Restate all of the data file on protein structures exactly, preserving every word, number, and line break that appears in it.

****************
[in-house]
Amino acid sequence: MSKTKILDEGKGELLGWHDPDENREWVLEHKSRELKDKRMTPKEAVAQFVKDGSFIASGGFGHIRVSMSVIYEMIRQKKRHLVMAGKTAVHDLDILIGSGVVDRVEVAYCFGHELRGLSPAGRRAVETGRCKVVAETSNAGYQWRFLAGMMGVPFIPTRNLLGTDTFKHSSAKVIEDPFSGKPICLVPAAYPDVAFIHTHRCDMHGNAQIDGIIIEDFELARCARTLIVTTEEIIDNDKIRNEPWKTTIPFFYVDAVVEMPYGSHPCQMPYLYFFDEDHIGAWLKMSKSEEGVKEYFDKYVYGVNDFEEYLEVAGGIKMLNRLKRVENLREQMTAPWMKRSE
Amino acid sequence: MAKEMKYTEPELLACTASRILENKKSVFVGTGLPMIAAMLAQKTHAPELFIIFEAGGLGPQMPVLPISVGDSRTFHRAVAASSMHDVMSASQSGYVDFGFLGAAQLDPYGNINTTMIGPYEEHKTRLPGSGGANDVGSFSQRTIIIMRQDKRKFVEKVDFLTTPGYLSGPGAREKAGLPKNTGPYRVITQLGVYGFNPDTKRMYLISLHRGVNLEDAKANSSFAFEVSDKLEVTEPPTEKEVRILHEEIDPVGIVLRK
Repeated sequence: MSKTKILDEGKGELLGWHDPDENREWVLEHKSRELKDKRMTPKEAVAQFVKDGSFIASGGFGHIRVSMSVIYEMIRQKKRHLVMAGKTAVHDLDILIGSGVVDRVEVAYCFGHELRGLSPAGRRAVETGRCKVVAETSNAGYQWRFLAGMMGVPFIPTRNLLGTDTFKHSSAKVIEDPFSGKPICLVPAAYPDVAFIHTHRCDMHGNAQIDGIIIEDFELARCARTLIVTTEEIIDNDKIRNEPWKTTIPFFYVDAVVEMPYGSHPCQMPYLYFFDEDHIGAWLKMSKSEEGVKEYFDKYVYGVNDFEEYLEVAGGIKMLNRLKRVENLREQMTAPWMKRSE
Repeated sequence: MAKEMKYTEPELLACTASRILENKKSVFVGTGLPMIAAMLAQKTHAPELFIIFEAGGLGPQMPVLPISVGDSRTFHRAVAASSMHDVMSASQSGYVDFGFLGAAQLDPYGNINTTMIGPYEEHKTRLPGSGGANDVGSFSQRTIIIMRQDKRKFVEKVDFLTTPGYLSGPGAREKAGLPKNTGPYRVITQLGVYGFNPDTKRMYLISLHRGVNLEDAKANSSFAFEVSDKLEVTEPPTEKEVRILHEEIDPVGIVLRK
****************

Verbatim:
[in-house]
Amino acid sequence: MSKTKILDEGKGELLGWHDPDENREWVLEHKSRELKDKRMTPKEAVAQFVKDGSFIASGGFGHIRVSMSVIYEMIRQKKRHLVMAGKTAVHDLDILIGSGVVDRVEVAYCFGHELRGLSPAGRRAVETGRCKVVAETSNAGYQWRFLAGMMGVPFIPTRNLLGTDTFKHSSAKVIEDPFSGKPICLVPAAYPDVAFIHTHRCDMHGNAQIDGIIIEDFELARCARTLIVTTEEIIDNDKIRNEPWKTTIPFFYVDAVVEMPYGSHPCQMPYLYFFDEDHIGAWLKMSKSEEGVKEYFDKYVYGVNDFEEYLEVAGGIKMLNRLKRVENLREQMTAPWMKRSE
Amino acid sequence: MAKEMKYTEPELLACTASRILENKKSVFVGTGLPMIAAMLAQKTHAPELFIIFEAGGLGPQMPVLPISVGDSRTFHRAVAASSMHDVMSASQSGYVDFGFLGAAQLDPYGNINTTMIGPYEEHKTRLPGSGGANDVGSFSQRTIIIMRQDKRKFVEKVDFLTTPGYLSGPGAREKAGLPKNTGPYRVITQLGVYGFNPDTKRMYLISLHRGVNLEDAKANSSFAFEVSDKLEVTEPPTEKEVRILHEEIDPVGIVLRK
Repeated sequence: MSKTKILDEGKGELLGWHDPDENREWVLEHKSRELKDKRMTPKEAVAQFVKDGSFIASGGFGHIRVSMSVIYEMIRQKKRHLVMAGKTAVHDLDILIGSGVVDRVEVAYCFGHELRGLSPAGRRAVETGRCKVVAETSNAGYQWRFLAGMMGVPFIPTRNLLGTDTFKHSSAKVIEDPFSGKPICLVPAAYPDVAFIHTHRCDMHGNAQIDGIIIEDFELARCARTLIVTTEEIIDNDKIRNEPWKTTIPFFYVDAVVEMPYGSHPCQMPYLYFFDEDHIGAWLKMSKSEEGVKEYFDKYVYGVNDFEEYLEVAGGIKMLNRLKRVENLREQMTAPWMKRSE
Repeated sequence: MAKEMKYTEPELLACTASRILENKKSVFVGTGLPMIAAMLAQKTHAPELFIIFEAGGLGPQMPVLPISVGDSRTFHRAVAASSMHDVMSASQSGYVDFGFLGAAQLDPYGNINTTMIGPYEEHKTRLPGSGGANDVGSFSQRTIIIMRQDKRKFVEKVDFLTTPGYLSGPGAREKAGLPKNTGPYRVITQLGVYGFNPDTKRMYLISLHRGVNLEDAKANSSFAFEVSDKLEVTEPPTEKEVRILHEEIDPVGIVLRK